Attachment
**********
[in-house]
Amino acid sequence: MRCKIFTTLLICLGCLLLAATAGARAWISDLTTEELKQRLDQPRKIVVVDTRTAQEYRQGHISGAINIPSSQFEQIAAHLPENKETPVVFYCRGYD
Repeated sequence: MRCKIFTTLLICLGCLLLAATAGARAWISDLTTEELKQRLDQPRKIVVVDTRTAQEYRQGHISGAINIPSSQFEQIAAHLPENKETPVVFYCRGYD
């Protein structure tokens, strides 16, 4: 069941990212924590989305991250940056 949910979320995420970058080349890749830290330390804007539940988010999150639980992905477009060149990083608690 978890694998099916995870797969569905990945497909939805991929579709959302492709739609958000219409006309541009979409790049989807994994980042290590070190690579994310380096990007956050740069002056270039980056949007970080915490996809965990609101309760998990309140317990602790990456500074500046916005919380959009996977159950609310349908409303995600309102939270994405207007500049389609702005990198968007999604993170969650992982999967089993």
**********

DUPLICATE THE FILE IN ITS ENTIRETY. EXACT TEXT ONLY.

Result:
[in-house]
Amino acid sequence: MRCKIFTTLLICLGCLLLAATAGARAWISDLTTEELKQRLDQPRKIVVVDTRTAQEYRQGHISGAINIPSSQFEQIAAHLPENKETPVVFYCRGYD
Repeated sequence: MRCKIFTTLLICLGCLLLAATAGARAWISDLTTEELKQRLDQPRKIVVVDTRTAQEYRQGHISGAINIPSSQFEQIAAHLPENKETPVVFYCRGYD
């Protein structure tokens, strides 16, 4: 069941990212924590989305991250940056 949910979320995420970058080349890749830290330390804007539940988010999150639980992905477009060149990083608690 978890694998099916995870797969569905990945497909939805991929579709959302492709739609958000219409006309541009979409790049989807994994980042290590070190690579994310380096990007956050740069002056270039980056949007970080915490996809965990609101309760998990309140317990602790990456500074500046916005919380959009996977159950609310349908409303995600309102939270994405207007500049389609702005990198968007999604993170969650992982999967089993």